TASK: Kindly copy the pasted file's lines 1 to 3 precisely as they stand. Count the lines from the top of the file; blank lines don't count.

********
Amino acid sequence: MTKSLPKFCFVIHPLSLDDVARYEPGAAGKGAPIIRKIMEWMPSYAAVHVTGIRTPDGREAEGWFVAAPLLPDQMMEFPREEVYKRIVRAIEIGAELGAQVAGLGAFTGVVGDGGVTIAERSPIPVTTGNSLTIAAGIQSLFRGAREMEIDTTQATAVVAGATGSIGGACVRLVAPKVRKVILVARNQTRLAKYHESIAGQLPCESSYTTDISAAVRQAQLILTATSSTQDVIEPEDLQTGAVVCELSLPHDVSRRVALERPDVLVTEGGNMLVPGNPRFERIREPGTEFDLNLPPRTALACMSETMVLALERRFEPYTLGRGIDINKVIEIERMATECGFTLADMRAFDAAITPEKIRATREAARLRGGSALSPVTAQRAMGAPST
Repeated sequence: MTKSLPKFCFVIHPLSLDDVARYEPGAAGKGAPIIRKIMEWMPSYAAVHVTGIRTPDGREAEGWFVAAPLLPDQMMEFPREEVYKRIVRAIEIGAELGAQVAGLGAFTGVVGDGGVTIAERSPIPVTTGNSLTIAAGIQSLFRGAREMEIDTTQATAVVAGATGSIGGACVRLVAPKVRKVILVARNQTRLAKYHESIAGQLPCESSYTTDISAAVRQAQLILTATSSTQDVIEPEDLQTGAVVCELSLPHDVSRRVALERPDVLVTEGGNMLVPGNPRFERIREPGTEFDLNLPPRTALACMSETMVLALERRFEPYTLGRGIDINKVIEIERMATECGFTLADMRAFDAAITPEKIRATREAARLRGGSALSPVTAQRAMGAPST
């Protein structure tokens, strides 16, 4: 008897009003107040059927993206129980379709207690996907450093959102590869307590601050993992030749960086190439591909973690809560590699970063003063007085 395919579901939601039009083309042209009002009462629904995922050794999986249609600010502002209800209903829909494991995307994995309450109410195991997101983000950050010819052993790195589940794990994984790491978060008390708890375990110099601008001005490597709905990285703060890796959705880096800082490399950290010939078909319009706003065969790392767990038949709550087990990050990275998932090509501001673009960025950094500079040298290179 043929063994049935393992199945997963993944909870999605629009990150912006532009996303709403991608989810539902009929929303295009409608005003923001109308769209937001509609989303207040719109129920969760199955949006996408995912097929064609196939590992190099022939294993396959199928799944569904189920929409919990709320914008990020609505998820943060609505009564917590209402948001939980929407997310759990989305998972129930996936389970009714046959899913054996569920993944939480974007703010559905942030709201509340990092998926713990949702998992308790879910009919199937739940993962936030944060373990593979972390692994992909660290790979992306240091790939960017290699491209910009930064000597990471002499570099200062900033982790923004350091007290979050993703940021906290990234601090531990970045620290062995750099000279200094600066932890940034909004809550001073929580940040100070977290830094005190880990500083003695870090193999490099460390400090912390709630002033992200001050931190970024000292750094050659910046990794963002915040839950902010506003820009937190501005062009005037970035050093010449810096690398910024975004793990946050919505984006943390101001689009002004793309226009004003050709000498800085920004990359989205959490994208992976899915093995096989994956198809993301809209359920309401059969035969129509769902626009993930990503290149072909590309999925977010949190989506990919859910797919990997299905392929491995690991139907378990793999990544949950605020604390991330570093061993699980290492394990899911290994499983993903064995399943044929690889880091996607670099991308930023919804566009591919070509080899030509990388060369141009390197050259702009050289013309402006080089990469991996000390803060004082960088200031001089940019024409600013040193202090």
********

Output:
Amino acid sequence: MTKSLPKFCFVIHPLSLDDVARYEPGAAGKGAPIIRKIMEWMPSYAAVHVTGIRTPDGREAEGWFVAAPLLPDQMMEFPREEVYKRIVRAIEIGAELGAQVAGLGAFTGVVGDGGVTIAERSPIPVTTGNSLTIAAGIQSLFRGAREMEIDTTQATAVVAGATGSIGGACVRLVAPKVRKVILVARNQTRLAKYHESIAGQLPCESSYTTDISAAVRQAQLILTATSSTQDVIEPEDLQTGAVVCELSLPHDVSRRVALERPDVLVTEGGNMLVPGNPRFERIREPGTEFDLNLPPRTALACMSETMVLALERRFEPYTLGRGIDINKVIEIERMATECGFTLADMRAFDAAITPEKIRATREAARLRGGSALSPVTAQRAMGAPST
Repeated sequence: MTKSLPKFCFVIHPLSLDDVARYEPGAAGKGAPIIRKIMEWMPSYAAVHVTGIRTPDGREAEGWFVAAPLLPDQMMEFPREEVYKRIVRAIEIGAELGAQVAGLGAFTGVVGDGGVTIAERSPIPVTTGNSLTIAAGIQSLFRGAREMEIDTTQATAVVAGATGSIGGACVRLVAPKVRKVILVARNQTRLAKYHESIAGQLPCESSYTTDISAAVRQAQLILTATSSTQDVIEPEDLQTGAVVCELSLPHDVSRRVALERPDVLVTEGGNMLVPGNPRFERIREPGTEFDLNLPPRTALACMSETMVLALERRFEPYTLGRGIDINKVIEIERMATECGFTLADMRAFDAAITPEKIRATREAARLRGGSALSPVTAQRAMGAPST
């Protein structure tokens, strides 16, 4: 008897009003107040059927993206129980379709207690996907450093959102590869307590601050993992030749960086190439591909973690809560590699970063003063007085 395919579901939601039009083309042209009002009462629904995922050794999986249609600010502002209800209903829909494991995307994995309450109410195991997101983000950050010819052993790195589940794990994984790491978060008390708890375990110099601008001005490597709905990285703060890796959705880096800082490399950290010939078909319009706003065969790392767990038949709550087990990050990275998932090509501001673009960025950094500079040298290179 043929063994049935393992199945997963993944909870999605629009990150912006532009996303709403991608989810539902009929929303295009409608005003923001109308769209937001509609989303207040719109129920969760199955949006996408995912097929064609196939590992190099022939294993396959199928799944569904189920929409919990709320914008990020609505998820943060609505009564917590209402948001939980929407997310759990989305998972129930996936389970009714046959899913054996569920993944939480974007703010559905942030709201509340990092998926713990949702998992308790879910009919199937739940993962936030944060373990593979972390692994992909660290790979992306240091790939960017290699491209910009930064000597990471002499570099200062900033982790923004350091007290979050993703940021906290990234601090531990970045620290062995750099000279200094600066932890940034909004809550001073929580940040100070977290830094005190880990500083003695870090193999490099460390400090912390709630002033992200001050931190970024000292750094050659910046990794963002915040839950902010506003820009937190501005062009005037970035050093010449810096690398910024975004793990946050919505984006943390101001689009002004793309226009004003050709000498800085920004990359989205959490994208992976899915093995096989994956198809993301809209359920309401059969035969129509769902626009993930990503290149072909590309999925977010949190989506990919859910797919990997299905392929491995690991139907378990793999990544949950605020604390991330570093061993699980290492394990899911290994499983993903064995399943044929690889880091996607670099991308930023919804566009591919070509080899030509990388060369141009390197050259702009050289013309402006080089990469991996000390803060004082960088200031001089940019024409600013040193202090």